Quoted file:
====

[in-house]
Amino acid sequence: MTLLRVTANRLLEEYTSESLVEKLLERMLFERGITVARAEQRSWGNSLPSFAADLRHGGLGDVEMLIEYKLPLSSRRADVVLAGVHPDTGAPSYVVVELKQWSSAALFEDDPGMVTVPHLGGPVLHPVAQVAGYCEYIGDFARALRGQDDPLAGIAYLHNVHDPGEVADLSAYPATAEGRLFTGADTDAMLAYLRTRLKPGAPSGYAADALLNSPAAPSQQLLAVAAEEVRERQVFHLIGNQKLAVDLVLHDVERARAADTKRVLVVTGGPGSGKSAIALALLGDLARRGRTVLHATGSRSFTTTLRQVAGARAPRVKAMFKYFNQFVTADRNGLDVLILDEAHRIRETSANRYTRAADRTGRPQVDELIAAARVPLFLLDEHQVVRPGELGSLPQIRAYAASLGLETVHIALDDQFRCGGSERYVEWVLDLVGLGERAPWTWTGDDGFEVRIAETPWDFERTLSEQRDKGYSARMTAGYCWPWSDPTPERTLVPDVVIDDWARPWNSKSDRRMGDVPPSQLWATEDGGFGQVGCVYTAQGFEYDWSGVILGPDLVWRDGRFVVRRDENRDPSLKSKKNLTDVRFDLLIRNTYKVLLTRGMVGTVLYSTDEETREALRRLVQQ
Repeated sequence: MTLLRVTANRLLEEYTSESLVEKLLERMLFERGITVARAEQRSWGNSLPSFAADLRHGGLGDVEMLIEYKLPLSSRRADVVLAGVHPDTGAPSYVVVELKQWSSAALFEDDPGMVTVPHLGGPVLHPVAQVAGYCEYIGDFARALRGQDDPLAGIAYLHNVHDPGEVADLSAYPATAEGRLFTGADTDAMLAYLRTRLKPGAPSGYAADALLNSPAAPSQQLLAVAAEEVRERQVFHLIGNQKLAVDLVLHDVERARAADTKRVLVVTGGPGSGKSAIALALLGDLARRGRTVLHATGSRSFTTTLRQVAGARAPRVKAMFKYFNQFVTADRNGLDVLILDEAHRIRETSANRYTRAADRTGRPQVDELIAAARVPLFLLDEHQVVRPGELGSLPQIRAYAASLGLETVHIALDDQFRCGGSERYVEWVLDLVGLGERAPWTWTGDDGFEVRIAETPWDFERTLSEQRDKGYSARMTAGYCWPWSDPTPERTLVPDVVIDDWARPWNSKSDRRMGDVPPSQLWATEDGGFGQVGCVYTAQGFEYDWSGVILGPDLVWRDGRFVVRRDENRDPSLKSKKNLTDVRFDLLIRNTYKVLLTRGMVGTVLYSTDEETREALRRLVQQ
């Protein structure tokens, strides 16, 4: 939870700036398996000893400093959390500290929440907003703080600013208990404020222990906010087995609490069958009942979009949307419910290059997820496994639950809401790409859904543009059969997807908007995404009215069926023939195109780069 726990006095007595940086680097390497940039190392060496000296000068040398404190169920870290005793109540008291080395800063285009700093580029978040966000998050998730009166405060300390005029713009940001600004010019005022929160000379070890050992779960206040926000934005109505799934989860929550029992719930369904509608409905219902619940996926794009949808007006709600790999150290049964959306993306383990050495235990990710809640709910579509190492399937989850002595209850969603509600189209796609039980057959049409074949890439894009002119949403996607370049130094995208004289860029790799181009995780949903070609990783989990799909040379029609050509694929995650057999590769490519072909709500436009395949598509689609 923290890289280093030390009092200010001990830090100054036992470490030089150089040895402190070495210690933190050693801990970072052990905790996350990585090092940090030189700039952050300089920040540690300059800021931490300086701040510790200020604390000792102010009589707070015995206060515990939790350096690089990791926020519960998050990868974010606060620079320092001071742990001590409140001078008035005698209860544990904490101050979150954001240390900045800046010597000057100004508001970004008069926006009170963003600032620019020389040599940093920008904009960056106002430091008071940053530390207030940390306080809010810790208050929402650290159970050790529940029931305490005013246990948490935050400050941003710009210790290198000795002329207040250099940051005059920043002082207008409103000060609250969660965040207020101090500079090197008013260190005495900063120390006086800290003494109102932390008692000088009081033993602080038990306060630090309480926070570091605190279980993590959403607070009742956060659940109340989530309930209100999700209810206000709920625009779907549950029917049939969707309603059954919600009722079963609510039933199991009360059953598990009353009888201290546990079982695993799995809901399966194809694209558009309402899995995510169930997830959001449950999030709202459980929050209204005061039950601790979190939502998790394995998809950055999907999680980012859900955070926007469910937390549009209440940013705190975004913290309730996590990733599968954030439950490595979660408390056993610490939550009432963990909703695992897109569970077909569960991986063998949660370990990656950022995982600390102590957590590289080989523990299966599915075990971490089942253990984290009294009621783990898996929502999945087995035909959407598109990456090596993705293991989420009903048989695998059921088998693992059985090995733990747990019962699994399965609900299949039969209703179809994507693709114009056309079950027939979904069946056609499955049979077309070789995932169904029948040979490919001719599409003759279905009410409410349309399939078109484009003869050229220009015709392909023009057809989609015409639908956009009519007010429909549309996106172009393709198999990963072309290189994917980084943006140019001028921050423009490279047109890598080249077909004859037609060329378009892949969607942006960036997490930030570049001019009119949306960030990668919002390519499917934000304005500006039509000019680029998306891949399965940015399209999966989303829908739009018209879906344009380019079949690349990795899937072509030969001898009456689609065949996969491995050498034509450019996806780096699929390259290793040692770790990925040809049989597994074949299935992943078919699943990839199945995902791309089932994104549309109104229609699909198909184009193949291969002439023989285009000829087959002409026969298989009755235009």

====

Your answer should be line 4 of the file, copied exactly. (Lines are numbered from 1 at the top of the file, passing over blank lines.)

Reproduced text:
């Protein structure tokens, strides 16, 4: 939870700036398996000893400093959390500290929440907003703080600013208990404020222990906010087995609490069958009942979009949307419910290059997820496994639950809401790409859904543009059969997807908007995404009215069926023939195109780069 726990006095007595940086680097390497940039190392060496000296000068040398404190169920870290005793109540008291080395800063285009700093580029978040966000998050998730009166405060300390005029713009940001600004010019005022929160000379070890050992779960206040926000934005109505799934989860929550029992719930369904509608409905219902619940996926794009949808007006709600790999150290049964959306993306383990050495235990990710809640709910579509190492399937989850002595209850969603509600189209796609039980057959049409074949890439894009002119949403996607370049130094995208004289860029790799181009995780949903070609990783989990799909040379029609050509694929995650057999590769490519072909709500436009395949598509689609 923290890289280093030390009092200010001990830090100054036992470490030089150089040895402190070495210690933190050693801990970072052990905790996350990585090092940090030189700039952050300089920040540690300059800021931490300086701040510790200020604390000792102010009589707070015995206060515990939790350096690089990791926020519960998050990868974010606060620079320092001071742990001590409140001078008035005698209860544990904490101050979150954001240390900045800046010597000057100004508001970004008069926006009170963003600032620019020389040599940093920008904009960056106002430091008071940053530390207030940390306080809010810790208050929402650290159970050790529940029931305490005013246990948490935050400050941003710009210790290198000795002329207040250099940051005059920043002082207008409103000060609250969660965040207020101090500079090197008013260190005495900063120390006086800290003494109102932390008692000088009081033993602080038990306060630090309480926070570091605190279980993590959403607070009742956060659940109340989530309930209100999700209810206000709920625009779907549950029917049939969707309603059954919600009722079963609510039933199991009360059953598990009353009888201290546990079982695993799995809901399966194809694209558009309402899995995510169930997830959001449950999030709202459980929050209204005061039950601790979190939502998790394995998809950055999907999680980012859900955070926007469910937390549009209440940013705190975004913290309730996590990733599968954030439950490595979660408390056993610490939550009432963990909703695992897109569970077909569960991986063998949660370990990656950022995982600390102590957590590289080989523990299966599915075990971490089942253990984290009294009621783990898996929502999945087995035909959407598109990456090596993705293991989420009903048989695998059921088998693992059985090995733990747990019962699994399965609900299949039969209703179809994507693709114009056309079950027939979904069946056609499955049979077309070789995932169904029948040979490919001719599409003759279905009410409410349309399939078109484009003869050229220009015709392909023009057809989609015409639908956009009519007010429909549309996106172009393709198999990963072309290189994917980084943006140019001028921050423009490279047109890598080249077909004859037609060329378009892949969607942006960036997490930030570049001019009119949306960030990668919002390519499917934000304005500006039509000019680029998306891949399965940015399209999966989303829908739009018209879906344009380019079949690349990795899937072509030969001898009456689609065949996969491995050498034509450019996806780096699929390259290793040692770790990925040809049989597994074949299935992943078919699943990839199945995902791309089932994104549309109104229609699909198909184009193949291969002439023989285009000829087959002409026969298989009755235009």